An Overview Of Building Diagnostics
As noted by the National Research Council, building diagnostics is a process whereby a "skilled expert, drawing upon available knowledge, techniques, and instrumentation, predicts a system's likely performance over time." The diagnostic procedures may be used during the planning, design, construction, and operational (i.e., actual operation of the building or system) phases of a building or system to focus on the links between occupant responses and overall building system performance.
As these techniques have evolved, they have been used to:
Building diagnostics is a convenient tool for identifying and isolating mold/moisture problems, which are often related to envelope problems (e.g., leaks through roofs, walls, foundations, windows, and doors), minor and catastrophic piping failures (e.g., plumbing and appliance leaks), and sewer backups and floods. Excessive duct leakage can create pressure imbalances across the envelope that may also create moisture-management problems, including mold growth.
In today's litigious environment, contractors are increasingly being held accountable for mold/moisture problems that in many cases may not be directly related to the HVAC system. Building diagnostics is a practical tool that can be used to identify the source of the problem and determine what steps to take, or recommend to the owner, for corrective action.
The Difference Between Building Commissioning And Building DiagnosticsBefore turning to the elements of building diagnostics, it is useful to emphasize the difference between building commissioning and building diagnostics.
When the concept of building diagnostics was defined by the National Research Council, four essential elements were described:
1. Knowledge of what to measure;
2. Availability of appropriate instrumentation;
3. Expertise in interpreting the measurements; and
4. Capability of predicting likely performance
As the concepts of building diagnostics and building commissioning have evolved, confusion has arisen regarding the similarities and differences in these processes. The distinction between the two is as follows:
The commissioning process is inherently flexible with regard to the extent and intensity of the performance evaluation that may be provided under an "agreed upon scope of services". Unlike the building diagnostics process, however, the commissioning process does not intrinsically define criteria to objectively measure and evaluate the building performance, nor does it provide guidance for investigating occupant complaints, for linking occupant performance or productivity to building system performance, or for assuring preparedness of the building and its systems for responses to extraordinary incidents.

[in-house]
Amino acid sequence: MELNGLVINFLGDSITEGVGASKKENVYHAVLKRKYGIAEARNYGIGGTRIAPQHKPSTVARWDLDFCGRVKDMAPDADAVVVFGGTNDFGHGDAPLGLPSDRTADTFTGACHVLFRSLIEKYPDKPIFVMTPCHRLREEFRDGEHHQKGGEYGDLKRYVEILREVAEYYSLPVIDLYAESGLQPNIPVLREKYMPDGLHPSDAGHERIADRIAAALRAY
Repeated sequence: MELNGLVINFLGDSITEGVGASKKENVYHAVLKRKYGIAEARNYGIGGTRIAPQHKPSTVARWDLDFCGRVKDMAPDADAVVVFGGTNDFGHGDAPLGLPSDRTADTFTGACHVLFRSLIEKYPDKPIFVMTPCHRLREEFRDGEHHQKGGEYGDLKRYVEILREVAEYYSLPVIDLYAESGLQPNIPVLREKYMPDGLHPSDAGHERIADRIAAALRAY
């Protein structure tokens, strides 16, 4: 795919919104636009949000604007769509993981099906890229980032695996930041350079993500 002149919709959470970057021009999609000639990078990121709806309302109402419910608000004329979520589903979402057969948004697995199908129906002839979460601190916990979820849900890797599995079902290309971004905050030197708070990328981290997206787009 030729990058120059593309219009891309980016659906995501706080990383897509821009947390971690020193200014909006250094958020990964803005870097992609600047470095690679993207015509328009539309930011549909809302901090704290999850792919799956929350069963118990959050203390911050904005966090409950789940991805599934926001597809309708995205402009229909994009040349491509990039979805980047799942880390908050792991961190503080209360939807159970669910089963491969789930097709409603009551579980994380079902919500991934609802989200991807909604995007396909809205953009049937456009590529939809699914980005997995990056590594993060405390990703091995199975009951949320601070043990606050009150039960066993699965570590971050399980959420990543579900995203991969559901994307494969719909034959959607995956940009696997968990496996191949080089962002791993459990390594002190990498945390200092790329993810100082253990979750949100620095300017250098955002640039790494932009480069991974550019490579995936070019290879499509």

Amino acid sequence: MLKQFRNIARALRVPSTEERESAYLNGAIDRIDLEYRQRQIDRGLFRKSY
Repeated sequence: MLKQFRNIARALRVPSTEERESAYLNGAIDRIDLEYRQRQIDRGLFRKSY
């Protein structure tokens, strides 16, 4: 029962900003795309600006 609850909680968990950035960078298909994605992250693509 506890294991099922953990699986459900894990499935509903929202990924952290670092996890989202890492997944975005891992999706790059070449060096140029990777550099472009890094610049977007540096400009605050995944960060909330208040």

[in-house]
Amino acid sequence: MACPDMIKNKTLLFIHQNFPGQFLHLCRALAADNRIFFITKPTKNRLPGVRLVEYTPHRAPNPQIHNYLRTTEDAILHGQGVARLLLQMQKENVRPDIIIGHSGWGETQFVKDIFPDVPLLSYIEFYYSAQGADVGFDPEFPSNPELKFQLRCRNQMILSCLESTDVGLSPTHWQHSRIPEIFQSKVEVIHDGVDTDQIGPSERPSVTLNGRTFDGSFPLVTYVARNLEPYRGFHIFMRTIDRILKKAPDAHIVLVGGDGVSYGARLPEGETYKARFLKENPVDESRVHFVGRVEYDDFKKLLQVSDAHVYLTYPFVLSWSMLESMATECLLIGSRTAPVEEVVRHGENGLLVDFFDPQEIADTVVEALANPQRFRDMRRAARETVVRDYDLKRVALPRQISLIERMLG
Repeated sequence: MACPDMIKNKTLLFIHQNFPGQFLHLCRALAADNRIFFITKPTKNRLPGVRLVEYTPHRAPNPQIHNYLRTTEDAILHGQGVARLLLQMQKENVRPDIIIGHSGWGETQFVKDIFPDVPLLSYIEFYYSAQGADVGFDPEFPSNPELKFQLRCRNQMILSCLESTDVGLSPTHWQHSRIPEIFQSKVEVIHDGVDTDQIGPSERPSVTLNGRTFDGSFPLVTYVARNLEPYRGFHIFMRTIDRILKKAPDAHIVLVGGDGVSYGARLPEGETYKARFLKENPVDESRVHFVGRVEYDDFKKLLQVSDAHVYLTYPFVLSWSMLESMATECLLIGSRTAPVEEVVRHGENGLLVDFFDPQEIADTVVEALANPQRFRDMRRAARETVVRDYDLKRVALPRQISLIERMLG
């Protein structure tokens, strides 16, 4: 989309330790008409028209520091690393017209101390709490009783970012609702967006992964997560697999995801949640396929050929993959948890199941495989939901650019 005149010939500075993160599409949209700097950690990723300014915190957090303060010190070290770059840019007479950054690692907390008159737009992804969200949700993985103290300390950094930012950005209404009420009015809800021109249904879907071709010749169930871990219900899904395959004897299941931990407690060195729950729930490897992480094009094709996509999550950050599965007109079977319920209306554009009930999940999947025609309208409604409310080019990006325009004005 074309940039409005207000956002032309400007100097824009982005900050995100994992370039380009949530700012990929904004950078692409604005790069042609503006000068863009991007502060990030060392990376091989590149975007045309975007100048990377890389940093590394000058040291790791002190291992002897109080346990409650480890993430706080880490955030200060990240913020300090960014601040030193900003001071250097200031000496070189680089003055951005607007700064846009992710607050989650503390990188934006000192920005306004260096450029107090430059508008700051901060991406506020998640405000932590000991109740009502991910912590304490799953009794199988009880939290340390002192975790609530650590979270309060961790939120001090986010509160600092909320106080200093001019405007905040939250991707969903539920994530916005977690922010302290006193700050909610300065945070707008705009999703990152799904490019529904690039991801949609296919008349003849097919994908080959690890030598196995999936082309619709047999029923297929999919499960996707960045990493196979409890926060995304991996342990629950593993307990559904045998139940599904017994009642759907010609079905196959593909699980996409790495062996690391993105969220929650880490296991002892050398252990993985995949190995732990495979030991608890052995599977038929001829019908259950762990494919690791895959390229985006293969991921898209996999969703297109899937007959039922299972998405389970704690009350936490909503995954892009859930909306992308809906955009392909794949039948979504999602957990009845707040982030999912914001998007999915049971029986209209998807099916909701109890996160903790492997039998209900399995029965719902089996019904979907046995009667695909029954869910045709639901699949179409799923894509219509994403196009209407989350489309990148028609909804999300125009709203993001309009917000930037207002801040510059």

Under some circumstances, one or the other process may be preferred, whereas in other circumstances, the two processes may be combined to achieve desired results. If objective evaluation or scientifically valid and reliable measures of building performance are expected or required in the planning, design, construction, and/or operational phases, the building diagnostics process should be incorporated into the building commissioning process.
Also, the building diagnostics process should be used when a consistent set of evaluation criteria will be needed for evaluation of the building's performance over time. With these distinctions in place, it is time to describe several important concepts central to building diagnostics.
Concepts Of Continuous Degradation And Continuous AccountabilityThe framework of building diagnostics consists of three integrated concepts: (1) continuous degradation of the building stock and systems within the building; (2) continuous accountability, which is a process by which the continuous degradation can be intercepted; and (3) the building diagnostics procedure, which relies upon the use of objective criteria to identify the sources of problems (such as mold/moisture impact) in buildings or systems.
Buildings and systems do not always perform as intended. Rather, their performance tends to degrade unless interception and intervention techniques are employed. As this degradation can begin in the planning and design phases, and continue through the construction and occupancy phases, it is characterized as continuous degradation.
Interception and recovery from continuous degradation requires knowledge and commitment. The knowledge is obtained from diagnosing the cause of the degradation. As shown in Figure 1, building diagnostics procedures are used to identify and implement interventions, with the objective of regaining desired building performance.